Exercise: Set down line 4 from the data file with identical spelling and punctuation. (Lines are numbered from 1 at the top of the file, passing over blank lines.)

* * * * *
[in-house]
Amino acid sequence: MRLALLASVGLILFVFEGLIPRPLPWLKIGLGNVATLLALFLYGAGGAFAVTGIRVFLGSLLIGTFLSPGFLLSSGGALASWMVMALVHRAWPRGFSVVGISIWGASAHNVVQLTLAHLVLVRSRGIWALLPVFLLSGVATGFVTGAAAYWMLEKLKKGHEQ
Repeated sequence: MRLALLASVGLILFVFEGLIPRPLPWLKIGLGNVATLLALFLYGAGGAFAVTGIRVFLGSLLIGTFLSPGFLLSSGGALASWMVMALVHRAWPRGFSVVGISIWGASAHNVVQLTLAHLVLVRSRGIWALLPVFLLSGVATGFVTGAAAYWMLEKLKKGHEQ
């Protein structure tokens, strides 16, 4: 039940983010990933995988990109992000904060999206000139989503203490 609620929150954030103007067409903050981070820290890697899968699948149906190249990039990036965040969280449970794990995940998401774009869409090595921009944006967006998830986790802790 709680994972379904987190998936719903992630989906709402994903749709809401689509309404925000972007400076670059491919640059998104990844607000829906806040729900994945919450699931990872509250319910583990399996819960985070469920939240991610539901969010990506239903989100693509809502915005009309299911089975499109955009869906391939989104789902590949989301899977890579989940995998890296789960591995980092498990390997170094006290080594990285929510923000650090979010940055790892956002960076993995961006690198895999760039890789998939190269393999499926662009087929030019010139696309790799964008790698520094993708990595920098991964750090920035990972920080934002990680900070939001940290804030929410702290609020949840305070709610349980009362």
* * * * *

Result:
């Protein structure tokens, strides 16, 4: 039940983010990933995988990109992000904060999206000139989503203490 609620929150954030103007067409903050981070820290890697899968699948149906190249990039990036965040969280449970794990995940998401774009869409090595921009944006967006998830986790802790 709680994972379904987190998936719903992630989906709402994903749709809401689509309404925000972007400076670059491919640059998104990844607000829906806040729900994945919450699931990872509250319910583990399996819960985070469920939240991610539901969010990506239903989100693509809502915005009309299911089975499109955009869906391939989104789902590949989301899977890579989940995998890296789960591995980092498990390997170094006290080594990285929510923000650090979010940055790892956002960076993995961006690198895999760039890789998939190269393999499926662009087929030019010139696309790799964008790698520094993708990595920098991964750090920035990972920080934002990680900070939001940290804030929410702290609020949840305070709610349980009362």